probably a dumb question about PIVs and drawing blood...

  1. 0
    hey- i'm a new grad, working in a picu...i had some issues for my first 2 months with an impatient and rather harsh preceptor who was more likely to say, 'why aren't you understanding this??' than to actually help me learn...so, for that reason, and others, i'm not where i (or my manager) want me to be; i'm still quite short on certain skills i haven't done, but i'm also sometimes working with preceptors who have that same incredulous attitude when i tell them i'm not familiar with a procedure. all that is background for my question...

    i had to draw blood on a teenager who didn't have a working arterial line (where i usually draw blood). so i had to use an antecubital PIV that had MIVF running through it. i knew i had to disconnect the maintenance fluid, waste some blood, draw off my sample, give the waste back, and flush. the IV had a luer-lock positive pressure cap on it. my preceptor told me to use a tourniquet above the site. i don't understand the logic here...if i shut off my fluid, took off my waste, then got the sample, why did I need a tourniquet? i got a look that said i was just a complete moron for not knowing...but i'm not a moron, i've just never had to do it this way before. the only thing i can think of is that the cap was *not* a luer-lock, and I'm misremembering.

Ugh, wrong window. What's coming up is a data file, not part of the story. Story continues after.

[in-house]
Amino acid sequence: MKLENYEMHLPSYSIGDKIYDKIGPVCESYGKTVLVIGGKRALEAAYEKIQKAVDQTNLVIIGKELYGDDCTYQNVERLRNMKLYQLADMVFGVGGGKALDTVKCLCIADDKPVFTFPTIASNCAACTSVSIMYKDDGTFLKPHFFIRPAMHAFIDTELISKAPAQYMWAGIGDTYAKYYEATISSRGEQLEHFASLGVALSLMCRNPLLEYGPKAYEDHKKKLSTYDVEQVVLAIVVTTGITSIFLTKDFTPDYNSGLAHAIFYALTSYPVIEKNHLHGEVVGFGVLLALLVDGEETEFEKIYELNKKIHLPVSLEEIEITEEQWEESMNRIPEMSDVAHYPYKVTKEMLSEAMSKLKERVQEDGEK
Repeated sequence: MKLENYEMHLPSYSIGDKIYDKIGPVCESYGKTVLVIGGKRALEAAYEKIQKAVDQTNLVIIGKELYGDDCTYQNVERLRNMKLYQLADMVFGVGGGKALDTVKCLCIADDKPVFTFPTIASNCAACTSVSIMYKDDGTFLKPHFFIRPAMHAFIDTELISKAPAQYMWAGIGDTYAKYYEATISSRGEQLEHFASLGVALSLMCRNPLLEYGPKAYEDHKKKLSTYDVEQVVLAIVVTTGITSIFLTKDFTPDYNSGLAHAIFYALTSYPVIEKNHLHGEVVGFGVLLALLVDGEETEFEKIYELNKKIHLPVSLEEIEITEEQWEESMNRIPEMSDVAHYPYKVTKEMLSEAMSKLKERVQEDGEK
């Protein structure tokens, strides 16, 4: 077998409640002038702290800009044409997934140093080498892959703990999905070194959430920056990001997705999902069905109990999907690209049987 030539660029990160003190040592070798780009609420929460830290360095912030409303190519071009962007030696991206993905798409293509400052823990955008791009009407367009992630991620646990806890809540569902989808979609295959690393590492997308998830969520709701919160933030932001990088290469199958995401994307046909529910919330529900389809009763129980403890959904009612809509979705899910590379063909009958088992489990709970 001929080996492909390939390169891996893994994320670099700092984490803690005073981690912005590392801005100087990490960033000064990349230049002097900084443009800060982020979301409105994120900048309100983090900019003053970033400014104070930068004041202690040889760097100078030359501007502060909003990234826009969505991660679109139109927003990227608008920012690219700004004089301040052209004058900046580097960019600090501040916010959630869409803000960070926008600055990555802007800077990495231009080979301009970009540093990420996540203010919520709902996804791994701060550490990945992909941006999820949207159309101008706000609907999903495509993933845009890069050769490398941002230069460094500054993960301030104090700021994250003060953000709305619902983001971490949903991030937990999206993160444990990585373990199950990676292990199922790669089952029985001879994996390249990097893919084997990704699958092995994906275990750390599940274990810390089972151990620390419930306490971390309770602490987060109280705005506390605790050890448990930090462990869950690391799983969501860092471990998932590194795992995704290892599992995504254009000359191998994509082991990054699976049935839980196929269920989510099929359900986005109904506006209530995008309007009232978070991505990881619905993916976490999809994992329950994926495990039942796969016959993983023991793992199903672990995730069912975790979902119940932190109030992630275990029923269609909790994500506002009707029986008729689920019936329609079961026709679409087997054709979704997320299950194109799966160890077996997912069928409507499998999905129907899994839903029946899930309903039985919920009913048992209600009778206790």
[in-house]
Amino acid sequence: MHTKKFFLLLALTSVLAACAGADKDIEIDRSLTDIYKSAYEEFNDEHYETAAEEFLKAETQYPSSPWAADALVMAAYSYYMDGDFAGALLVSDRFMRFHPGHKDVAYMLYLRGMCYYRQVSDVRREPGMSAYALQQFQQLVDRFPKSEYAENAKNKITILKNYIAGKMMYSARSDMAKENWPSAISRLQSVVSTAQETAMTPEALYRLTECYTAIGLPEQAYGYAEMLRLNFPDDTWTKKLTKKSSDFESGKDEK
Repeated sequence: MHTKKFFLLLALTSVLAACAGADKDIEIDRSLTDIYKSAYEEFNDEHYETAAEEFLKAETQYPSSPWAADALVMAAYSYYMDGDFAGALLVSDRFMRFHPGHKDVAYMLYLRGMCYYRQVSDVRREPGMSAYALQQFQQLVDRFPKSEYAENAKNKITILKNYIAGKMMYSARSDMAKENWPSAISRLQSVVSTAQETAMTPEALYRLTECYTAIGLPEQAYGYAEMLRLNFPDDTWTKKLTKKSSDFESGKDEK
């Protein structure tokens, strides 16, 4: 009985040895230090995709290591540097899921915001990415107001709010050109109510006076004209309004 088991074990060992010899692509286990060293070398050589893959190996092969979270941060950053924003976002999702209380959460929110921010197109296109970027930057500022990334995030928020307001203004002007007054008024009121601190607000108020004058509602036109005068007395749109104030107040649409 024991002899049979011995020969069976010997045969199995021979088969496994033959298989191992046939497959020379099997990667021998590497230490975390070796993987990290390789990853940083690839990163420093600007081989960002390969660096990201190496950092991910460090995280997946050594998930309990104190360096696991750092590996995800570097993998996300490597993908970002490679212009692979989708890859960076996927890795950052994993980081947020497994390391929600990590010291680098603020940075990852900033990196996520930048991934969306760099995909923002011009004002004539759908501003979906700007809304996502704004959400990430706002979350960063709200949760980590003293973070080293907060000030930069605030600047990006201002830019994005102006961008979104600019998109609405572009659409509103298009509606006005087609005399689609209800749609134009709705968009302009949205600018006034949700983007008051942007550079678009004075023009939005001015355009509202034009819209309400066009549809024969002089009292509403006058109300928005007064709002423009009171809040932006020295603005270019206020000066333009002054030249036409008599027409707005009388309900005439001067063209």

what am i missing here?
  2. 22 Comments so far...

  3. 0
    You would use the tourniquet in this instance for the same reason you would need a tourniquet for a regular peripheral blood draw; to slow the venous return, allowing the vein to fill up or become congested with blood. When you're drawing from a line like this, sometimes you need the tourniquet, sometimes you don't- i.e., if you're drawing from an 18 in the AC (a large bore IV in a large vein), you probably wouldn't need to bother with the tourniquet. But if you're drawing out of a 20 or 22 in the hand, you're probably going to have a hard time getting the blood unless you use a tourniquet. Next time you have to do this, try with the tourniquet and without; you should be able to see/feel the difference in how it is easier to get your spec when you've plumped up the vein with the tourniquet.
  4. 0
    hello i'm not a Peds or a PICU RN so I guess this might sound dumb to those that are....But with a running IVF, it's allowed to draw blood samples from the same site as where the peripheral IVF is running? I always thought that there's higher chance of hemolysis among other things that's why we're told not to draw blood from existing peripheral IV's...I mean I do work with alot of 18 or 16 g PIV's with IVF's, r u telling me I've wasted my time sometimes having to stand there with a butterfly looking for the last vein of a hard stick patient when I could have just as easily drawn it from the PIV? I mean yes during insertion I can draw prelim labs but after that I've always thought it was vein sticks...I'm just wondering
  5. 0